On November 6, 2018, an overwhelming majority of Florida voters voted to pass Florida Amendment 4, also known as the Voting Rights Restoration for Felons Initiative. Prior to the Amendment’s passing, some 1.5 million Floridians were barred from participating in elections on account of past felony convictions. The objective behind the Amendment, as articulated by its primary sponsor, the Florida Rights Restoration Coalition, was simple enough: “to end[] the disenfranchisement and discrimination against people with convictions.” The language of the amendment, at least as viewed by its advocates, seemed equally clear: “any disqualification from voting arising from a felony conviction shall terminate and voting rights shall be restored upon completion of all terms of sentence including parole or probation.” Notably, the amendment did not restore voting rights to those convicted of homicide or felony sexual offenses. Continue reading

MD: Success in Voting Rights Restoration and Difficulties in Research

By: Mengxin (Esther) Cui

After a lengthy effort, Marylanders with felony convictions finally regained their voting rights automatically upon completion of their sentences. Unlike most states that automatically restore voting rights to people upon completion of their sentences, Maryland’s new policy does not require people to complete terms of probation or parole before restoring their right to vote (with the one exception that those convicted of buying or selling votes never regain eligibility to register to vote).  This change in Maryland’s policy followed the state legislature’s veto override on February 9, 2016.  Around 40,000 people are the beneficiaries of this override.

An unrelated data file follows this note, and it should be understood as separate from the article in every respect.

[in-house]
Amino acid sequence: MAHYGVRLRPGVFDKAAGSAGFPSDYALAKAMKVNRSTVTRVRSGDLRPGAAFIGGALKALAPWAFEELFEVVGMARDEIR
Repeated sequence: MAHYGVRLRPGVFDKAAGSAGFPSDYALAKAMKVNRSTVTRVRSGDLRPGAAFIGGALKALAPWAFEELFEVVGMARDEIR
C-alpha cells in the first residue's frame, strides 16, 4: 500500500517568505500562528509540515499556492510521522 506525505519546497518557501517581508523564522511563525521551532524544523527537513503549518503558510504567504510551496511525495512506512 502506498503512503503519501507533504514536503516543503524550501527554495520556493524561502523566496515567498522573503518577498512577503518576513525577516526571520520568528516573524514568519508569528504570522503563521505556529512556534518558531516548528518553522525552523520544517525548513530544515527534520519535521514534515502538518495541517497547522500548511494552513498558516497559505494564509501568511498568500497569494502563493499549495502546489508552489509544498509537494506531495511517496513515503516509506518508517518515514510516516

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Deciphering Felony Disenfranchisement in Post-Realignment California

In August of 2015, California restored the voting rights to approximately 60,000 former felony offenders who had been improperly disenfranchised as a result of a glitch in the political process. In the whirlwind of California’s recent prison reform acts, these citizens had been inappropriately classified as ineligible to vote in violation of California’s Constitution and election laws. Although the case had already been decided in the voters’ favor by a trial court, it was not until California’s current Secretary of State, Alex Padilla, decided this summer to drop the appeal that these former felony offenders could feel safe registering to vote. But how did such a large number of potential voters end improperly disenfranchised in the first place?